Some of my dreams are nightmares. The dreams slide in suddenly like a violent summer storm, dark clouds over my sleep, gray and rumbling. In those nightmares I am alone, and I never get to go on the field trip, which is exactly what happened. My dad left for his trip two days later without waking me up. I decided that I better stay home that day. I was afraid Ms. Conway would worry me again about the lice and ask if my dad had bought the special shampoo. I told her he was getting it but knew that I couldn’t keep lying about it. I figured if I could just stay home for the three days that were left until the field trip, everything would eventually work out. It was scary being alone. I stayed in my room with the door shut until Mary Rose scratched at the door begging to get out. I put my macaroni out and let it thaw, but I ate it cold because I was just too scared to go out to the office by myself in the dark. I colored some and played with my Barbie but mostly I stayed in bed, waiting for two nights to go by. It is hard to be alone when you are six. It’s just hard.
After the second night passed, I heard tires rolling over the gravel on our road. The feeling I got hearing those tires was my purest moment of joy. I ran out of my room and threw open the door to greet my dad. Instead, I found Ms. Conway and two strangers.
"Ms. Conway, my dad is still trying to find the special shampoo…" But I could tell by the looks on their faces that things were about to change for good. Ms. Conway came in. When she saw the inside of the trailer she made a small noise like a mouse in a trap makes when it dies. Embarrassment made my knees wobbly. She took my hand and sat down with me on the couch. "Reenie," she began, "these two ladies are going to take you with them tonight. They are from Social Services. The two ladies that had come with Ms. Conway looked exactly like Mr. Brown and Mrs. Brown from Hop on Pop. I started to think about Quint and thinking about him made me get a lump in my throat. The lady that looked like Mr. Brown squatted down and said, "We know you have been here by yourself and as grownups… well, we can’t allow that to happen anymore. Do you understand?" I nodded my head yes.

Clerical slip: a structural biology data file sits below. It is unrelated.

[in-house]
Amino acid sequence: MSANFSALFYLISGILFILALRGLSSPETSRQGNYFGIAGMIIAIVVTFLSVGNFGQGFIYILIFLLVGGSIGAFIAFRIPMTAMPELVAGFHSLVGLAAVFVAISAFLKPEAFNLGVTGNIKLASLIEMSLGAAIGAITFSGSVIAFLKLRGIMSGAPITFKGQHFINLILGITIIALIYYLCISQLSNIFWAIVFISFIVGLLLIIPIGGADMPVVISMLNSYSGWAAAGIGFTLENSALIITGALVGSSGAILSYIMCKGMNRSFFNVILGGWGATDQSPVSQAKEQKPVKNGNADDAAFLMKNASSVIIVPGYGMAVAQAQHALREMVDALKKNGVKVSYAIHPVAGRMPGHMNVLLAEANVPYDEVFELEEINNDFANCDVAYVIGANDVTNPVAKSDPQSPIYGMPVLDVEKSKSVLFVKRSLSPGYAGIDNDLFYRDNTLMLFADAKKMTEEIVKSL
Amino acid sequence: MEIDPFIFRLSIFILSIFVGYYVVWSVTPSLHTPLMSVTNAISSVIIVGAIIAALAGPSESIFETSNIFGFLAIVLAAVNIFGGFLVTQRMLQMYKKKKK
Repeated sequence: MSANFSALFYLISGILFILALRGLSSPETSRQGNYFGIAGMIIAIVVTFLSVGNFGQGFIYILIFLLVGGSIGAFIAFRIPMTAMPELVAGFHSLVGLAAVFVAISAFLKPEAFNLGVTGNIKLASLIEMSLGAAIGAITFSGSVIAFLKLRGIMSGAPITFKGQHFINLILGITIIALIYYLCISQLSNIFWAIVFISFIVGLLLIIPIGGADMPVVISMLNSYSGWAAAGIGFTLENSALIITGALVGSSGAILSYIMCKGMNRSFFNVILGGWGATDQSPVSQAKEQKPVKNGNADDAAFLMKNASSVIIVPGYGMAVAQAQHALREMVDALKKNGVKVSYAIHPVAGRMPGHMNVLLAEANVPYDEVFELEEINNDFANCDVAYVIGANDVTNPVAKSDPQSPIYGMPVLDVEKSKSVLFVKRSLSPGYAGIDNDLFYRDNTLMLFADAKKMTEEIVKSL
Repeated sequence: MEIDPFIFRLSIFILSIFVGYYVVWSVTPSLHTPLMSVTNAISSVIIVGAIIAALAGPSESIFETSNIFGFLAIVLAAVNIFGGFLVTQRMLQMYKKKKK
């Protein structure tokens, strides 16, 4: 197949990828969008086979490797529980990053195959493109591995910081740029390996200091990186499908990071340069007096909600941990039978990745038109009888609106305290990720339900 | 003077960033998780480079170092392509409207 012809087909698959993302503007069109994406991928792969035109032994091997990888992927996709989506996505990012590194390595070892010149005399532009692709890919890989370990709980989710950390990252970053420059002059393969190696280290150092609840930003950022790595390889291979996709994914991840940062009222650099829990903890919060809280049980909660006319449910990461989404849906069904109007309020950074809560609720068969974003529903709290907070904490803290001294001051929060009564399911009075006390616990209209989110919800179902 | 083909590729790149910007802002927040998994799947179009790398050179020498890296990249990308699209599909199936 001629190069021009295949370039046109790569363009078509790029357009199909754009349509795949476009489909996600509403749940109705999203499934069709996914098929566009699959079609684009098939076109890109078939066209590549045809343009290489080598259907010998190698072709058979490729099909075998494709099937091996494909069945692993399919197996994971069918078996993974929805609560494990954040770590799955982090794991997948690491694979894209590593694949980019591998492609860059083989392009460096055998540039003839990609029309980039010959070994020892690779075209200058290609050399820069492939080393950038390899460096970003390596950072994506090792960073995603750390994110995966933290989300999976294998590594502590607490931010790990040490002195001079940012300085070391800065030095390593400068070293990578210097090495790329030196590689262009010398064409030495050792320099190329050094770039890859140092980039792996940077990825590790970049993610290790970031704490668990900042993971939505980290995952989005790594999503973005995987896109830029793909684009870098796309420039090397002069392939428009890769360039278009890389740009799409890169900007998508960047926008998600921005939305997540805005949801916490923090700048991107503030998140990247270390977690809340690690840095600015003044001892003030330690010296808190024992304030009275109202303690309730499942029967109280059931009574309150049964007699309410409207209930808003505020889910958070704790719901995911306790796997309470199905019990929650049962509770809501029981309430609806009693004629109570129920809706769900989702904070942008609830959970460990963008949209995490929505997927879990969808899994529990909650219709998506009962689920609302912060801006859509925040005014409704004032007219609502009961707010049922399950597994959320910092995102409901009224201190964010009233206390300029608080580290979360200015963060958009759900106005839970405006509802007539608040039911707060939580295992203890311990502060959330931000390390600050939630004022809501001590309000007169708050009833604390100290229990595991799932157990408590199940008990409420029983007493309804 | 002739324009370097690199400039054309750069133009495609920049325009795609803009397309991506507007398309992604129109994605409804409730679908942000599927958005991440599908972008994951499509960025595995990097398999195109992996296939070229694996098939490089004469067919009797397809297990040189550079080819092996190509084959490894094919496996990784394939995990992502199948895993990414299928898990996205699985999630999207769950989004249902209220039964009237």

The other lady stayed standing but she patted my shoulder and said, "Don’t you worry, honey. It will only be for a night or two because Ms. Conway has something to tell you."
Ms. Conway handed me a little piece of paper. "Reenie, before your mama went away she sent me a note." Ms. Conway looked at me with the most hopeful face I have ever seen. I remembered how she had tried to hug me in the nurse’s office and how I had pretended like I didn’t want any hugs. I couldn’t read the note because it was written in cursive and I hadn’t learned that yet, but I ran my fingers over mom’s writing hoping to feel something. The hot tears started to boil in my eyes again.
"At first I was confused when I received this, but then, well," Ms. Conway said, "Let me read it to you,

Dear Ms. Conway,
In case of an emergency, please call my sister, Abby Linger.
She is in the phone book, under Harold Linger, 23 Kings Way Road.
She will take care of Reenie. She will know what to do.
Ellie Banisher, Reenie’s mom

"Would you like to go and stay with your Aunt?" Ms. Conway asked after she finished reading my mother’s note.
I needed to be sure of something before I decided: "Ms. Conway, is this an emergency?"
Yes, Reenie, I think it is," Ms. Conway answered. The two social worker ladies who looked like Mr. Brown and Mrs. Brown nodded their heads in agreement.
I thought for a minute. I thought about how old my Dad was looking and then I thought about the note for a minute. I remembered what Quint had told me about Mom’s sister Abby and I almost heard his voice telling me, "Abby goes ahead and gives everyone a prize…" and then I asked, "Is it almost Easter?"
Ms. Conway looked at me kind of puzzled. "Well, yes, Reenie, it is almost Easter, it’s next week, why do you ask?"
"Just wondering…" I had made up my mind, but in my heart, somehow I knew my mom had remembered Aunt Abby’s Easter egg hunt.
I looked up at Ms. Conway and said, "I think I would like to stay with Aunt Abby." I offered Ms. Conway my hand to leave. She squeezed it and I squeezed back and we went outside to her car. Before I got in I yelled out to the hole in the underpinning, "Mary Rose, I’m going to Aunt Abby’s now, I will ask her if you can live there too." And I left feeling pretty certain the answer would be yes.